What your Network settings should look like before editing

The same applies also to the password field; you won’t need it again after the initial setup. For security’s sake I just used a simple password, so feel free to do so as well.

Under these options you will see “Allow Programs on Other Systems to Control XBMC” This also has to be selected as Android is classed as an “Other System” by XMBC and so for the connection to be allowed this needs to be selected.

Your Network settings should look somewhat similar to this

Once you have completed all of the above steps you’re ready to move on to the Android side of things.

Setting Up Android

To control XBMC using your Android phone you will need the official XBMC Remote app which is available from the Google Play Store. Once it’s downloaded just start it up and we can begin configuring the Android app to find your HTPC and issue commands to it.

Once the app has finished downloading and has been installed go ahead and open it. First, you’re going to need to set it up so that it can recognize your XBMC setup and tell it what to do. Luckily, this is very simple and in most cases the app will do it with little or no tinkering required.

To begin, upon starting the app you will be presented with an error dialog informing you that you have no servers set. Just accept this warning. Another warning will accompany it almost immediately after, but again just ignore it.

The two error messages you will encounter

Next, press the ‘Menu’ key on your device to open up a set of options. There will be three options; select the middle one, ‘Host Wizard’. (If this does not work, you can easily change to manual setup but it’s definitely worth giving the wizard a try!) You will need to enter a few basic details of your media center such as its name, the IP or hostname of the PC, and the port (probably 8080). If you find that you are puzzled by any of these details, just open up your XBMC installation on your PC and navigate to Network Settings. Here all of your details are presented.

Once you have completed that, you have successfully set up XBMC to be controlled by your Android phone.

Exploring XBMC

XBMC on PC is a sight to behold, especially when it comes to customization. From inside the app you can select from a large selection of themes, each of which changes every single detail about the software. This level of customization will feel familiar to veteran Android themers.  At the moment I’m using the theme Xperience1080. It is strongly based off the Metro UI and Xbox and personally I find it a pleasure to use (and perfect practice for when Windows 8 is released!)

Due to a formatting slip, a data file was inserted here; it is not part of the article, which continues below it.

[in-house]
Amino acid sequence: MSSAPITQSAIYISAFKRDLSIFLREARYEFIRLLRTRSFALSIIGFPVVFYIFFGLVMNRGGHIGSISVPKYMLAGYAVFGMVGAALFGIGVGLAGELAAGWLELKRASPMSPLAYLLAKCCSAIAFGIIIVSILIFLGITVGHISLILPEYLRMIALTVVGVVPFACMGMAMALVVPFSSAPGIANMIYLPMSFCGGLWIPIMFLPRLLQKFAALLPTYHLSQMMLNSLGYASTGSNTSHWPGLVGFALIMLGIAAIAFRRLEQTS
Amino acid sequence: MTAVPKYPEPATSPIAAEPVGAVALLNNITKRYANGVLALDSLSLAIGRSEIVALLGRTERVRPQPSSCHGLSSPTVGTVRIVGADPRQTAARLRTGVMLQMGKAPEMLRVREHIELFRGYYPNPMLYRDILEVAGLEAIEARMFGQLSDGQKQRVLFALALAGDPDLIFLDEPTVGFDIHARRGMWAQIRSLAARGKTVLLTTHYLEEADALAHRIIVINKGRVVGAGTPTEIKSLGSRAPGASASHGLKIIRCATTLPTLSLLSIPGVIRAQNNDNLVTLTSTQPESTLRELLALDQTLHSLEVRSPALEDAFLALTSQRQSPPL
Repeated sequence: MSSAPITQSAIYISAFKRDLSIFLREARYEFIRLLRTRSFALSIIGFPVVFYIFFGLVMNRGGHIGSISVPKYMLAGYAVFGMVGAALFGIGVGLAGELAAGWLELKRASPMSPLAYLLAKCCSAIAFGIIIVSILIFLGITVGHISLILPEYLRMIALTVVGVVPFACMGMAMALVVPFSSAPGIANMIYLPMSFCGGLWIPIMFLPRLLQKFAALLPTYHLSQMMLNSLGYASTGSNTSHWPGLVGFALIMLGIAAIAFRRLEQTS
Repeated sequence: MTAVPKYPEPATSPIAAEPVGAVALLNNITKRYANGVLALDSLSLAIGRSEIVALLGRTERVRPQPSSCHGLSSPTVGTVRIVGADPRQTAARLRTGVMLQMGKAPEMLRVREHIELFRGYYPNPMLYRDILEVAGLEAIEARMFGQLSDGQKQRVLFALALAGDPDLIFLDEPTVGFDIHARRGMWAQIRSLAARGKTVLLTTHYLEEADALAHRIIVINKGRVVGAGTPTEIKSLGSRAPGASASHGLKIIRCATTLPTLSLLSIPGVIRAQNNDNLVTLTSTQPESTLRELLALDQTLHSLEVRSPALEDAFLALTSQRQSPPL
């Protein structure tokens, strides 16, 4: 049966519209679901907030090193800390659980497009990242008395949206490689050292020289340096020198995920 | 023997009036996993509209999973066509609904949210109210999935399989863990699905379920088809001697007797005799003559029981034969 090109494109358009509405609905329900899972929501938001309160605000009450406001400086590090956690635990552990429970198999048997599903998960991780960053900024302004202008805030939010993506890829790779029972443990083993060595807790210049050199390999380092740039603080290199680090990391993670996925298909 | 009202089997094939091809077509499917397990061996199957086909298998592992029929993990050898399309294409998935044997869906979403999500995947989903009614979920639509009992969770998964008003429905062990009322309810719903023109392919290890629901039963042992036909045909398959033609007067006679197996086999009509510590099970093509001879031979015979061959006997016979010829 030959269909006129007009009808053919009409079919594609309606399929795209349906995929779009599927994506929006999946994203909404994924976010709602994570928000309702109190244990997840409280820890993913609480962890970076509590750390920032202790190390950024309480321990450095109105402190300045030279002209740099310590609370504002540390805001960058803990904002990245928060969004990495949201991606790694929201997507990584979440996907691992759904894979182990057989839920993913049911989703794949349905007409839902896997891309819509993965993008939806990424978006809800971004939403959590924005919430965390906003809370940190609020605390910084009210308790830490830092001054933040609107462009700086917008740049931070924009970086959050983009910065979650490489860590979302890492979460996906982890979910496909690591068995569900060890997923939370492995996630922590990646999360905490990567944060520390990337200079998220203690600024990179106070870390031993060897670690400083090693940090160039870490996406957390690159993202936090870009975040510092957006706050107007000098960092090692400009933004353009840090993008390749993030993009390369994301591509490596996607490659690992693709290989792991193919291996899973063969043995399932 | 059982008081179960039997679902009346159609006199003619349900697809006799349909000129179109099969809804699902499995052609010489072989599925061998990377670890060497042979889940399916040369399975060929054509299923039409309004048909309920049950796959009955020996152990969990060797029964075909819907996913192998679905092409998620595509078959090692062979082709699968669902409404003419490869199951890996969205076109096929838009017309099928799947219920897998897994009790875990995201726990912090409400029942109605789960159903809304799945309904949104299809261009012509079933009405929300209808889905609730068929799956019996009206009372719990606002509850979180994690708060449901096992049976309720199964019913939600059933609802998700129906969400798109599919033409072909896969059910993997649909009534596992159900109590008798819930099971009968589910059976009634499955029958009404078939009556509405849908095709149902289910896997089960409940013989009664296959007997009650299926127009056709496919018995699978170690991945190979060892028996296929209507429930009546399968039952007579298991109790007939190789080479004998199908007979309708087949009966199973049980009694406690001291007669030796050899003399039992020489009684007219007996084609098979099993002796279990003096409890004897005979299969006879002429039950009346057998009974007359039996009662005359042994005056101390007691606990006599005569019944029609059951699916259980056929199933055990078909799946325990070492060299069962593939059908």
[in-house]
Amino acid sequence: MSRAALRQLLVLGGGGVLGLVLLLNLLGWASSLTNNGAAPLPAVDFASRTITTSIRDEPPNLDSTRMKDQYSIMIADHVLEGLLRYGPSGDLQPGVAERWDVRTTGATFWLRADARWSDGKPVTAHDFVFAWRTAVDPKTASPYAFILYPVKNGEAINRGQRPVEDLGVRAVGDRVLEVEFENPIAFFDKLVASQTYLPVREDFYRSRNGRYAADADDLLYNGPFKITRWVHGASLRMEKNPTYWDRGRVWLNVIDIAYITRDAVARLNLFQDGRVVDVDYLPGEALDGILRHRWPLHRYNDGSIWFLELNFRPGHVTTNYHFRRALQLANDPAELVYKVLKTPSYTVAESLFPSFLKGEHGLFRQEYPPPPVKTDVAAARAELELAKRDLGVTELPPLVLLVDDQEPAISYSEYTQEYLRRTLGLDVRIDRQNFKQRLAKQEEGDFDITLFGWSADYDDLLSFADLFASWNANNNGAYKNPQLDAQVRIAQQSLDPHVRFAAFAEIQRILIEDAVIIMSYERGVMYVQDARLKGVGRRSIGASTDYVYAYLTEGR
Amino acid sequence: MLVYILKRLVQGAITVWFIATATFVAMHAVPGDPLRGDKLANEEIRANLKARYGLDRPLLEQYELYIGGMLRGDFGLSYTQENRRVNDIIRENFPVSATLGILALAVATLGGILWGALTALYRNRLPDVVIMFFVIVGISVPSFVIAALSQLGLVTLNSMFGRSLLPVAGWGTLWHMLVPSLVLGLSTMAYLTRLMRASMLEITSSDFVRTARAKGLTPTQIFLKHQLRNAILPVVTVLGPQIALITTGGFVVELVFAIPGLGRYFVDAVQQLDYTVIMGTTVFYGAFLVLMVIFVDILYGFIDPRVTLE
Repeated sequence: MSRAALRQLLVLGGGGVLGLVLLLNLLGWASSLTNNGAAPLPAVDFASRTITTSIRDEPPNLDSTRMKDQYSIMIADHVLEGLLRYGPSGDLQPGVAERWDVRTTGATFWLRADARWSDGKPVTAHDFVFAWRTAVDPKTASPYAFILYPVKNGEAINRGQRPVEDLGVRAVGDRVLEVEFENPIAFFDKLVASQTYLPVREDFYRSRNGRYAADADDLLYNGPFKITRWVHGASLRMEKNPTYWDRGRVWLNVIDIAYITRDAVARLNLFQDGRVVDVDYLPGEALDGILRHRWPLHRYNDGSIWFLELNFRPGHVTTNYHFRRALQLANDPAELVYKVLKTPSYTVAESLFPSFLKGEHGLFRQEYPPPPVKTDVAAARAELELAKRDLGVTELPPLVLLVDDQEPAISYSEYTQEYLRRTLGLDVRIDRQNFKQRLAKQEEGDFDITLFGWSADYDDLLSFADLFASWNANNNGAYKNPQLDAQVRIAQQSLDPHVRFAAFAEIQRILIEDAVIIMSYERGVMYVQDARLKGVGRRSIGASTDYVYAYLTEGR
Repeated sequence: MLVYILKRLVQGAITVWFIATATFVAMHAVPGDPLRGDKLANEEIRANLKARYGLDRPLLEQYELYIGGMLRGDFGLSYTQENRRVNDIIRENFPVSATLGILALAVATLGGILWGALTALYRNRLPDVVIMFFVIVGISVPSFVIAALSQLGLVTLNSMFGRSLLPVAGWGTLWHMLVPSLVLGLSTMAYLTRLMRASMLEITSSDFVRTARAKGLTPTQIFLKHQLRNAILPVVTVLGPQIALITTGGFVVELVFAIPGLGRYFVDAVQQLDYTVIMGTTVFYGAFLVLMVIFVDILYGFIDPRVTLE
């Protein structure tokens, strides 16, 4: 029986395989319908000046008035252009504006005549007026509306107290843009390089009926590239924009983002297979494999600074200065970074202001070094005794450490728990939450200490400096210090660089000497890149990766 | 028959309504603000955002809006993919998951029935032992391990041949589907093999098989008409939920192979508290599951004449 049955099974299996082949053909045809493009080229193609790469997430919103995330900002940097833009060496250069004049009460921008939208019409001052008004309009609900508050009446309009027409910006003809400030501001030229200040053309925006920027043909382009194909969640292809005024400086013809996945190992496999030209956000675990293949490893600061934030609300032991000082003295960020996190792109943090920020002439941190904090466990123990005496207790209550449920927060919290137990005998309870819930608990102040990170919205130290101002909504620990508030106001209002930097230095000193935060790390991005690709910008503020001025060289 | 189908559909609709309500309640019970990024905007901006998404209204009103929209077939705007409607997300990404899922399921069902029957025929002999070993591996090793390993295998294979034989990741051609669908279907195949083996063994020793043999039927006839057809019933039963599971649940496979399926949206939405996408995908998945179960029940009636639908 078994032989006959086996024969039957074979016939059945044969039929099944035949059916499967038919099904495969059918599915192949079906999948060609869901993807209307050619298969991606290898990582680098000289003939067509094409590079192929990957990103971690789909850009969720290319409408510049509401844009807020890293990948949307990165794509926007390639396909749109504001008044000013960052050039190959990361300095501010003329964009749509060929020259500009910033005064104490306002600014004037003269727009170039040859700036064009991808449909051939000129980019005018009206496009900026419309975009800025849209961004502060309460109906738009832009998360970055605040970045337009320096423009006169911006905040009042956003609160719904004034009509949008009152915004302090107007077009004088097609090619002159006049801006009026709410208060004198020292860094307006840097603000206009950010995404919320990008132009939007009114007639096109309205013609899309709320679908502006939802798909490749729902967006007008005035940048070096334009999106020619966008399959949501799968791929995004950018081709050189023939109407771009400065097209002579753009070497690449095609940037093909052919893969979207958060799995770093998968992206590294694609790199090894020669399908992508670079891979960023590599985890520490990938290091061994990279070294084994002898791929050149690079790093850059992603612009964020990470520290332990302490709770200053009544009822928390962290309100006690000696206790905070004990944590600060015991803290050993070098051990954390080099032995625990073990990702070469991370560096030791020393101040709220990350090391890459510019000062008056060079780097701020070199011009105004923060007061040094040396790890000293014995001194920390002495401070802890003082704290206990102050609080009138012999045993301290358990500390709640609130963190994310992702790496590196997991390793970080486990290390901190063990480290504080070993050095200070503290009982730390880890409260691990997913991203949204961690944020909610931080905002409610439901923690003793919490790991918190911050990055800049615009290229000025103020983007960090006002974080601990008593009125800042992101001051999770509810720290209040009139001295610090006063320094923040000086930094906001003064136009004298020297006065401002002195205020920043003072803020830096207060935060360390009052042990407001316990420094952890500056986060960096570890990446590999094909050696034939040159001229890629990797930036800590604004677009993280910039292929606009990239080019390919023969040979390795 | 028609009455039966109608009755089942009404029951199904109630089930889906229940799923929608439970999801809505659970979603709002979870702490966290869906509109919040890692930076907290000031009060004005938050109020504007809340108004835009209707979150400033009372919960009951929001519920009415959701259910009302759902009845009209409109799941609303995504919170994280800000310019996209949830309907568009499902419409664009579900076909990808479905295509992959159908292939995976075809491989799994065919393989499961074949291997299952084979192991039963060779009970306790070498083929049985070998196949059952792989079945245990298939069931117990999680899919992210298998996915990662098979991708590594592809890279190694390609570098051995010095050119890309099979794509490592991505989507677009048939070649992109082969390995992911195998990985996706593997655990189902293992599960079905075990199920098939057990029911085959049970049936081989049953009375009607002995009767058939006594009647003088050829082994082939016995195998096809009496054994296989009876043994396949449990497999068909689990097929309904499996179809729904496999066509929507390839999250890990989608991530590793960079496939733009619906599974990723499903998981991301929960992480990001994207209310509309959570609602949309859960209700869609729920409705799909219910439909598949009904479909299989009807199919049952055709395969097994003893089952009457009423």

The Xperience1080 Theme

Add-ons are also very popular amongst the XBMC community. You can get add-ons that do everything from playing a particular TV show’s theme song when you hover over it to telling you when any given TV show is next airing.

So as you can see XBMC is a piece of software that has infinite possibilities! I hope you have fun playing around with it and you find some skins and add-ons that make the software and intuitive as possible for you.

Exploring the App

The ‘XBMC remote’ app contains a vast selection of features, so let’s take a look at some of its finest. The homescreen of the app is just a basic overview of what the app can do – tasks such as ‘Listen to your music’ and ‘Watch your TV shows’.

The main screen of XBMC remote and Watch TV view

The ‘Watch…’ options all contain a similar layout, and the layout is simply amazing. If you have covers configured on your XBMC setup they are all displayed on the app in an easy to use interface.

Overall it’s easy to see that this app is great and it definitely makes controlling XBMC a pleasure

Conclusion

If you’ve followed all of the instructions you should now have a beautiful and functional XBMC set. Now go ahead and search around for the latest skins and add-ons to enhance your experience even further! If you have any further questions just leave a comment below and I’ll try my best to provide a solution.

One Comment

  1. Wale Falade says:

    Just stumbled on this, you can actually control your Home Theatre PC from another PC via a web interface usually in the format; : . in my case, http://192.168.2.10:8080. Use static addressing for your WIFI LAN

Leave a Comment